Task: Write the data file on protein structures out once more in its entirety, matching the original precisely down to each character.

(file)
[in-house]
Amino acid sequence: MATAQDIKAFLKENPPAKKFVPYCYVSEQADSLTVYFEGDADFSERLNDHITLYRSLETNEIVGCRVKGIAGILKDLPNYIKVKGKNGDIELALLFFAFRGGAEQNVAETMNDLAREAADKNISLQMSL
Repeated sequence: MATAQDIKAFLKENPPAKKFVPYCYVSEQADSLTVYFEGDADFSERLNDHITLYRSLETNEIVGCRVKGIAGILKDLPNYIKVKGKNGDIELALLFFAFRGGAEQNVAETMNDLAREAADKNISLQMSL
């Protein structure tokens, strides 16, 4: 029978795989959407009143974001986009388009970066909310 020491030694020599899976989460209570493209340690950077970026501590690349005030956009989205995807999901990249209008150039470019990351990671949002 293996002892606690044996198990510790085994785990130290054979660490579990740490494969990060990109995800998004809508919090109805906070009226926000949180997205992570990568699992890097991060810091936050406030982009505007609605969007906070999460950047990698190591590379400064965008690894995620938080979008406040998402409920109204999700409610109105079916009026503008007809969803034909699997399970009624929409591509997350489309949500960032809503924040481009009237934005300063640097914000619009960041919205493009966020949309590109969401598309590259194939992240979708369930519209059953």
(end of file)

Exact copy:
[in-house]
Amino acid sequence: MATAQDIKAFLKENPPAKKFVPYCYVSEQADSLTVYFEGDADFSERLNDHITLYRSLETNEIVGCRVKGIAGILKDLPNYIKVKGKNGDIELALLFFAFRGGAEQNVAETMNDLAREAADKNISLQMSL
Repeated sequence: MATAQDIKAFLKENPPAKKFVPYCYVSEQADSLTVYFEGDADFSERLNDHITLYRSLETNEIVGCRVKGIAGILKDLPNYIKVKGKNGDIELALLFFAFRGGAEQNVAETMNDLAREAADKNISLQMSL
């Protein structure tokens, strides 16, 4: 029978795989959407009143974001986009388009970066909310 020491030694020599899976989460209570493209340690950077970026501590690349005030956009989205995807999901990249209008150039470019990351990671949002 293996002892606690044996198990510790085994785990130290054979660490579990740490494969990060990109995800998004809508919090109805906070009226926000949180997205992570990568699992890097991060810091936050406030982009505007609605969007906070999460950047990698190591590379400064965008690894995620938080979008406040998402409920109204999700409610109105079916009026503008007809969803034909699997399970009624929409591509997350489309949500960032809503924040481009009237934005300063640097914000619009960041919205493009966020949309590109969401598309590259194939992240979708369930519209059953």